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United States Department of Agriculture

Agricultural Research Service

Research Project: Improved Production Methods: North South Initiative (University of Minnesota)

Location: Application Technology Research Unit

2010 Annual Report

1a.Objectives (from AD-416)
The objective of this unified research effort is to improve the efficiency of plant production through a multi-disciplinary team approach that focuses on scheduling, the environment, energy, nutrient, water, and chemical growth regulator resources.

1b.Approach (from AD-416)
Develop protocols to flower plants at a specified plant size for the retail environment, and extending the marketing season by producing early- or late-flowering plants for different locations in the U.S. A single product or tank mix growth retardant applications for new crops that reduce elongation most without delaying flowering and whether innovative practices such as rewetting of foliage increases efficiency of growth regulators. Identify the crops and stages of development in which lighting is most effective. In addition, photoperiodic lighting is increasingly being used to induce earlier flowering during the winter and spring. Determine how photoperiodic lighting can be maximized by investigating how light quantity, quality, and duration (including cyclic lighting) impact flowering of a range of popular garden plants. Potential energy savings will be quantified by optimizing light and temperature to produce crops in the most efficient and cost-effective manner for different locations in the U.S. Develop tools and techniques that allow growers to more precisely control and manipulate flowering of greenhouse crops. Techniques will be developed for producing 'programmed' liners that have the branching, height potential, and flower bud development necessary so that the liner can be simply transplanted and quickly finished. "Bud meters" will be developed for important floriculture crops so that growers can manage greenhouse environments in order to properly time flowering on finished crops or to possibly reduce greenhouse temperatures to save fuel costs while still hitting the targeted market dates. Determine optimal fertilziation rates and tissue nutrient levels to maximize growth of flowering plants and characterize the symptoms of nutritional disorders. Measure nutrient uptake through leaves, stems, and roots at different stages of rooting under greenhouse and controlled hydroponic conditions to match fertilizer supply with demand. Quantify the interaction of applied water and fertilizer rates on leaching of different forms of nutrients from propagation media. Identify the fertigation strategies that reduce nutrient leaching while maintaining crop health.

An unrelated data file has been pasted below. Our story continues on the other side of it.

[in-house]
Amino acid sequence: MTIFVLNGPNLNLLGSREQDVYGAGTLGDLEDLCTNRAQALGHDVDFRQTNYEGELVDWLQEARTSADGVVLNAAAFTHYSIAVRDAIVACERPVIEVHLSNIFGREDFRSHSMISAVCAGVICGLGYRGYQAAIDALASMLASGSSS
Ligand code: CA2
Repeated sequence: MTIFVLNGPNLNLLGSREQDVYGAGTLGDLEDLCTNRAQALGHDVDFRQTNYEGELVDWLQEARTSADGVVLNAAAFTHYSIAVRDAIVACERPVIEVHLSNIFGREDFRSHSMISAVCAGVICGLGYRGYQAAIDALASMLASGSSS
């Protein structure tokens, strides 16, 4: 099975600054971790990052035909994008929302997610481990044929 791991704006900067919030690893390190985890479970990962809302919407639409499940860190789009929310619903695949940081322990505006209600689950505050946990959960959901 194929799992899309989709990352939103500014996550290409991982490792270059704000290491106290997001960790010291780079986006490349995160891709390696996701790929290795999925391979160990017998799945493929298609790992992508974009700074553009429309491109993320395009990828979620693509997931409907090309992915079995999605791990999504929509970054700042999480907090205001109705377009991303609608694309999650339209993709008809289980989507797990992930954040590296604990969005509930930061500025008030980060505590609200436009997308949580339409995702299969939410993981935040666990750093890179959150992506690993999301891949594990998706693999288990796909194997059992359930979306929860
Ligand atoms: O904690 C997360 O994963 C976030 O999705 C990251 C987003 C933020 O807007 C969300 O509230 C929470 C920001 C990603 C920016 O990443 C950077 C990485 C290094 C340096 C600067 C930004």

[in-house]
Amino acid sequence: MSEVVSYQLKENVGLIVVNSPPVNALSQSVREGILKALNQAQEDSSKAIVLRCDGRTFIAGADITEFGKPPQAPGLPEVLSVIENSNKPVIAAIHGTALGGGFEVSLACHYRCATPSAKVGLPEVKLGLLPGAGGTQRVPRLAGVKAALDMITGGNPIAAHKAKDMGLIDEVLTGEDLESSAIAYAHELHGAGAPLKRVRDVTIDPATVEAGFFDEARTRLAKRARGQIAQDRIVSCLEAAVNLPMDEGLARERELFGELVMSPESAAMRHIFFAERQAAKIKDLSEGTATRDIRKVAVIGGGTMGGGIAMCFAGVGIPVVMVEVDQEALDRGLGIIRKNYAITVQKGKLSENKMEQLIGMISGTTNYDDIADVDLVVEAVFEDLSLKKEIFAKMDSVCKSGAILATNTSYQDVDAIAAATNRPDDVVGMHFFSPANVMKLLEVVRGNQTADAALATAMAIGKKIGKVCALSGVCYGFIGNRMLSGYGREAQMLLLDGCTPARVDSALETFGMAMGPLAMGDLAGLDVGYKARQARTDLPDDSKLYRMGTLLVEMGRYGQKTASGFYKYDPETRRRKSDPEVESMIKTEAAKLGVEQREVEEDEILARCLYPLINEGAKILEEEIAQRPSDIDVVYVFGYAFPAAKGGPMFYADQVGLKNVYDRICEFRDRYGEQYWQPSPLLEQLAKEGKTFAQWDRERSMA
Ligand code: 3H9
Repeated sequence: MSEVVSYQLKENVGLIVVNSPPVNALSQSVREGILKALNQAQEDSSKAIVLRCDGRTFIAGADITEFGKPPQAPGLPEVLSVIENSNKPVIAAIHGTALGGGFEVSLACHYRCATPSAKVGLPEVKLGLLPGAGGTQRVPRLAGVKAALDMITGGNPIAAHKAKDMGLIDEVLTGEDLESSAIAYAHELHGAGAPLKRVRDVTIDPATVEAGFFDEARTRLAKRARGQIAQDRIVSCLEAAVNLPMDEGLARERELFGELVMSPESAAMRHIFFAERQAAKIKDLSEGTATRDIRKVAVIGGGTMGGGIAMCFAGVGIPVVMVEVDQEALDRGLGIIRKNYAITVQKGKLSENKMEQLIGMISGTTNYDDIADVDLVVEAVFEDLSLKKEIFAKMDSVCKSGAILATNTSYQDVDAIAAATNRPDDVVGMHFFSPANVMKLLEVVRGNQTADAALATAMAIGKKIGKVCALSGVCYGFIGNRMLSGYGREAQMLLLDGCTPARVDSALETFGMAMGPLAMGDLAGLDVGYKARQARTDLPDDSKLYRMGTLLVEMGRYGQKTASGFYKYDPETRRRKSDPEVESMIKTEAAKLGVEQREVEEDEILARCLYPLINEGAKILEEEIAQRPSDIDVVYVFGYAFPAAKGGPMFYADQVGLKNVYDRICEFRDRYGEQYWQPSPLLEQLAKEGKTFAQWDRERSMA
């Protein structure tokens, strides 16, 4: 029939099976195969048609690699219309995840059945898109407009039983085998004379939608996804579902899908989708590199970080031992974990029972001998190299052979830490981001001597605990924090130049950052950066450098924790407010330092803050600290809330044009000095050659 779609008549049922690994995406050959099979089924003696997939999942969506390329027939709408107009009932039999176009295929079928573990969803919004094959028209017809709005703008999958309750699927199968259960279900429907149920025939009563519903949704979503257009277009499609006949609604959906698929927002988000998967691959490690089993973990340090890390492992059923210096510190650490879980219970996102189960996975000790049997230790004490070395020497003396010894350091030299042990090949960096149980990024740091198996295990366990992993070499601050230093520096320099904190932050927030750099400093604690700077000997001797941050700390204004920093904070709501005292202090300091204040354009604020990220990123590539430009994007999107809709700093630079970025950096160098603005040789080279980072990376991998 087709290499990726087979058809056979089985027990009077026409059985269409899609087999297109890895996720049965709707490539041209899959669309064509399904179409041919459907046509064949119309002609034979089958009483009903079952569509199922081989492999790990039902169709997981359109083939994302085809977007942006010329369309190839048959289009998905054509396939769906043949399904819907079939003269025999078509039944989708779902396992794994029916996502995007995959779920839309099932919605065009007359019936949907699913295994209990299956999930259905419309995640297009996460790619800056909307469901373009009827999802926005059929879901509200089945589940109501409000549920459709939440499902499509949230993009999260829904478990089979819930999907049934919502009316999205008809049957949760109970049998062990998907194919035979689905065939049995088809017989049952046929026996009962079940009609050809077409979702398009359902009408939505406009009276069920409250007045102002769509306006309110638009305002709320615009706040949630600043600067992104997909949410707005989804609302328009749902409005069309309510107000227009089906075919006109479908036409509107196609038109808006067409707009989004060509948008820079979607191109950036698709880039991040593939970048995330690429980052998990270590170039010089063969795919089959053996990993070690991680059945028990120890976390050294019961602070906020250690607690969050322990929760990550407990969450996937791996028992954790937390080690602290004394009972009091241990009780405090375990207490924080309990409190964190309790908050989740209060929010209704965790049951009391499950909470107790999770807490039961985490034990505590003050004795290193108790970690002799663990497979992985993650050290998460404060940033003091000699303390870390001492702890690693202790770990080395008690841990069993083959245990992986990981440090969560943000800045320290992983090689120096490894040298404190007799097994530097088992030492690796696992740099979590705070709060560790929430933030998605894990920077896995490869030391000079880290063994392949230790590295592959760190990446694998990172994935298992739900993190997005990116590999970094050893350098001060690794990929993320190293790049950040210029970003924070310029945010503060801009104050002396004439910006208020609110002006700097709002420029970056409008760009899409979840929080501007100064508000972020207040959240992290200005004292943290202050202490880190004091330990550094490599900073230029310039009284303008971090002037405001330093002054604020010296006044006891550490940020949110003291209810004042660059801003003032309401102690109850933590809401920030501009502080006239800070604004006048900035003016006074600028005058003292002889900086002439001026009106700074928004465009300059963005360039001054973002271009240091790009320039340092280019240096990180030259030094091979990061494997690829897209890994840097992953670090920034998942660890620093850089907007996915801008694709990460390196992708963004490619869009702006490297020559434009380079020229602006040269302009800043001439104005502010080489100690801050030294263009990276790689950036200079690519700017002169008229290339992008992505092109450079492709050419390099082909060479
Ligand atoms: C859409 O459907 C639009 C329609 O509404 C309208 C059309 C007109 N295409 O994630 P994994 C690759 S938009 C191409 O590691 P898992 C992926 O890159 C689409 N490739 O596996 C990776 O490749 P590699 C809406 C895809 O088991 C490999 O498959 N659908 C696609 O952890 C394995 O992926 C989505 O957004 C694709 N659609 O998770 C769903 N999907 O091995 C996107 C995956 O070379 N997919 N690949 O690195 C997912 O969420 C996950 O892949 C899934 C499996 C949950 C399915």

3.Progress Report

Research in this project advances our understanding of how high temperature can inhibit plant growth and flowering, and reduce crop yield. As worldwide temperatures increase, this is an increasingly important area of research. We believe high temperature and drought tolerance are intimately associated as stomatal closure results in an increase in plant temperature during the day. That rise in temperature can result in heat-shock, cell injury and/or decreased flowering, growth and yield. Taken together, information from this project will help us to understand the impact of chronic and short-term high temperature stress on the physiology of growth, flowering, and yield of crops, and develop management strategies for growers to limit high temperature stress to improve yield and ornamental performance. This work may also help identify screening methods to facilitate breeding to increase heat tolerance of flowering of crops. Information on lighting and temperature effects on ornamentals will provide producers with information to promote or inhibit flowering using different lighting treatments to increase the marketability of crops and how temperature interacts with those treatments to affect crop timing and flowering. Lastly, ornamental crops identified as heat tolerant may expand the diversity of ornaments marketed and provide a needed group of ornamentals that can withstand high temperatures and/or have reduced irrigation requirements.

We identified.
1)the response of photosynthesis of greater than 20 important ornamental crops to light, temperature and carbon dioxide to identify environmental strategies to maximize photosynthesis to increase crop quality and yield,.
2)the effects of the environment on efficacy of four plant growth retardants was studied to maximize chemical efficacy to reduce chemical use,.
3)what species can survive on rooftops in the Twin cities area (cold northern climate) and the impact of each of those species on a variety of desirable environmental impacts that could reduce building operating costs was tested on a rooftop in Minneapolis,.
4)new heat and drought tolerant species (primarily cacti and succulents) were screened that have potential as new floriculture and/or landscape crops that require fewer inputs during production and in the landscape.

This project was monitored through periodic email communication and face-to-face meetings 3 times during the year.

Last Modified: 4/17/2014
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